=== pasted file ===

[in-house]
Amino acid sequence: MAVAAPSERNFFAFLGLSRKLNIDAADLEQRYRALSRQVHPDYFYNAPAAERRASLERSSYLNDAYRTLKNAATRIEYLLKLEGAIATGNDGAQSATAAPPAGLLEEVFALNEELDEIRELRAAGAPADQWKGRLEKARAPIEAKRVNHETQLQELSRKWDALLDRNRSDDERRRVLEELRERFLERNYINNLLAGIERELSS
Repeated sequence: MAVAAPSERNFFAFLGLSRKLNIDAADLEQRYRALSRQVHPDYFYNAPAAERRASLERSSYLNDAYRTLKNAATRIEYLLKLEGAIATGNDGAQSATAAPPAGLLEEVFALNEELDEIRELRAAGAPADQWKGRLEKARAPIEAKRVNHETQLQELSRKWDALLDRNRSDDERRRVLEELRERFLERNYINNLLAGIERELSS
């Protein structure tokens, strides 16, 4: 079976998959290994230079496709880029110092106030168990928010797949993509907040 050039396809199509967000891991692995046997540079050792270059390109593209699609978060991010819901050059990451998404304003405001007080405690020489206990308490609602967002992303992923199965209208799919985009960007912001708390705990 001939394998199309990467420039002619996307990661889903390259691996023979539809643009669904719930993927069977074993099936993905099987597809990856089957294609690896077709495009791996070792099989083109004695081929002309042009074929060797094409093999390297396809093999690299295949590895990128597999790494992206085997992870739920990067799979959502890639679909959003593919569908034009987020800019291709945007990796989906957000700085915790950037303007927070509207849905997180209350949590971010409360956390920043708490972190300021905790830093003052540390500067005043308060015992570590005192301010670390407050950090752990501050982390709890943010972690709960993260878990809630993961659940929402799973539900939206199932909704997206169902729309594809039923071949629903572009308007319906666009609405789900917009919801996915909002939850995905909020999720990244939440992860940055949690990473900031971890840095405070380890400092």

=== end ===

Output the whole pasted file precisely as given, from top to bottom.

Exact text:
[in-house]
Amino acid sequence: MAVAAPSERNFFAFLGLSRKLNIDAADLEQRYRALSRQVHPDYFYNAPAAERRASLERSSYLNDAYRTLKNAATRIEYLLKLEGAIATGNDGAQSATAAPPAGLLEEVFALNEELDEIRELRAAGAPADQWKGRLEKARAPIEAKRVNHETQLQELSRKWDALLDRNRSDDERRRVLEELRERFLERNYINNLLAGIERELSS
Repeated sequence: MAVAAPSERNFFAFLGLSRKLNIDAADLEQRYRALSRQVHPDYFYNAPAAERRASLERSSYLNDAYRTLKNAATRIEYLLKLEGAIATGNDGAQSATAAPPAGLLEEVFALNEELDEIRELRAAGAPADQWKGRLEKARAPIEAKRVNHETQLQELSRKWDALLDRNRSDDERRRVLEELRERFLERNYINNLLAGIERELSS
């Protein structure tokens, strides 16, 4: 079976998959290994230079496709880029110092106030168990928010797949993509907040 050039396809199509967000891991692995046997540079050792270059390109593209699609978060991010819901050059990451998404304003405001007080405690020489206990308490609602967002992303992923199965209208799919985009960007912001708390705990 001939394998199309990467420039002619996307990661889903390259691996023979539809643009669904719930993927069977074993099936993905099987597809990856089957294609690896077709495009791996070792099989083109004695081929002309042009074929060797094409093999390297396809093999690299295949590895990128597999790494992206085997992870739920990067799979959502890639679909959003593919569908034009987020800019291709945007990796989906957000700085915790950037303007927070509207849905997180209350949590971010409360956390920043708490972190300021905790830093003052540390500067005043308060015992570590005192301010670390407050950090752990501050982390709890943010972690709960993260878990809630993961659940929402799973539900939206199932909704997206169902729309594809039923071949629903572009308007319906666009609405789900917009919801996915909002939850995905909020999720990244939440992860940055949690990473900031971890840095405070380890400092």